Like for weapons you get a +1 on attack rolls with an expert quality weapon, a +2 with a masterwork quality weapon and a +3 with a legend quality weapon.


I wouldn't be surprised if they have better hardness or more hit points, but I could be wrong. So much to speculate on...


+1 +2 +3 hardness sound ok.


Possibly. I wonder if ACP is still a thing...


It is in Starfinder. I suppose it is in PF2e too.


Makes sense. Oh wow. So apparently you get HP from your class as well as your race now.


That's also a Starfinder thing (although in SF it's a bit different, as you have Stamina and HEalth, with stamina being easier to recover)


Can't say I've played any SF, so... News to me. Cool.


It really helps at first level. HAving 17 or so HP at lvl 1 makes life less swingy.


Huh, I had thought that readying a shield was like drawing a weapon, not something that you had to do every round.

Scarab Sages

hmm, the shield actually eating the hit will make those Darkwood Shields I love so much less good, and the Adamantine ones nobody buys amazing. Interesting to see how it plays out, though it really makes me pine for the occultist who isn't half bad with a shield already.


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One thing to keep in mind is that bonuses to AC are roughly twice as good now.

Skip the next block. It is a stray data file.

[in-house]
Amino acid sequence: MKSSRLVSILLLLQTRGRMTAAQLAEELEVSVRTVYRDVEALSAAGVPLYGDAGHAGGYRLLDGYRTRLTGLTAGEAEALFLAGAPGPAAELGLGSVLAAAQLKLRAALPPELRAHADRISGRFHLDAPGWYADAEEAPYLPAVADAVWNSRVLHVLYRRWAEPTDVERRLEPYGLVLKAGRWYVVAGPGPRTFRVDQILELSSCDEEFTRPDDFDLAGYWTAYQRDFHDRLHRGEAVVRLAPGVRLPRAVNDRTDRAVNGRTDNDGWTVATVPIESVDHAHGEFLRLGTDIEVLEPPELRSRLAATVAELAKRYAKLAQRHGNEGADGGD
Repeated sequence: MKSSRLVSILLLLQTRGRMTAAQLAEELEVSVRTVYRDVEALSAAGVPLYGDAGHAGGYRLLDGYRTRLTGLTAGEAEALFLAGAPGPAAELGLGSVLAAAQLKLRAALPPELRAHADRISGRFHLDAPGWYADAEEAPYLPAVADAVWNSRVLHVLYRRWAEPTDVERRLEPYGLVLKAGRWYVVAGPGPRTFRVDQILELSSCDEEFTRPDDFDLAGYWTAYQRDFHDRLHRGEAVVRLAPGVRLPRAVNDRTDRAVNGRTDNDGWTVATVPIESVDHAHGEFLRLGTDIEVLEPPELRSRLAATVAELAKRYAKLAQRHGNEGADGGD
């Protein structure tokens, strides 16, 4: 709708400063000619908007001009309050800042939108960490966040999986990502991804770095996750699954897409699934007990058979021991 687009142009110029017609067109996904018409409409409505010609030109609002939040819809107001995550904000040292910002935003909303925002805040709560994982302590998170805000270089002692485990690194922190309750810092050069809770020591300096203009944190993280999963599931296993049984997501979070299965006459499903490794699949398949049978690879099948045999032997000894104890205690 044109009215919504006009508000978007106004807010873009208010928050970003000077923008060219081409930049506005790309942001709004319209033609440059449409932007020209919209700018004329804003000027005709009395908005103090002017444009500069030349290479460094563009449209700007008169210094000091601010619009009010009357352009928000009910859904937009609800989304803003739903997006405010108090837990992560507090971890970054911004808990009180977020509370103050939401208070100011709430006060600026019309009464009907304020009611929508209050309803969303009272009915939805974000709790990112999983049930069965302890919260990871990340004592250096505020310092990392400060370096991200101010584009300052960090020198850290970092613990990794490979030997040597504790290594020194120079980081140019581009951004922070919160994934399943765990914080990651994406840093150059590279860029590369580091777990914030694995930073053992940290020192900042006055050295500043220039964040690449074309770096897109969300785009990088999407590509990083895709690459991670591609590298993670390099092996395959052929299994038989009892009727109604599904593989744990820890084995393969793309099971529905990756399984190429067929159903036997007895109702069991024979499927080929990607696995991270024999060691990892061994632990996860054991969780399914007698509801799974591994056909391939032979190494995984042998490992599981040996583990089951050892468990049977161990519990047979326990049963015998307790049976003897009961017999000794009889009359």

Before, if I gave myself +2 AC, there was a 10% chance that it would matter (the case where you they roll your old AC or your old AC plus one). But wait, we forgot crits. There are different crit ranges, so we'll take the middle 19-20. There's a 10% of that (additive with the other number), and a 10% chance that the shield bonus matters for the confirmation. Overall, that's 11%.

Now, if I give myself +2 AC, there's a 10% chance that it stops a hit. If they had more than a 50/50 chance of hitting me, though, it also has a 10% chance of dropping a crit (AC+10) to a regular hit (again, this is additive, but now it's preventing the damage). That's a 20% chance to block one hit's worth of damage each time they attack. Moreover, if they do hit, you have the option to reduce the damage. Handy in an emergency to stay alive.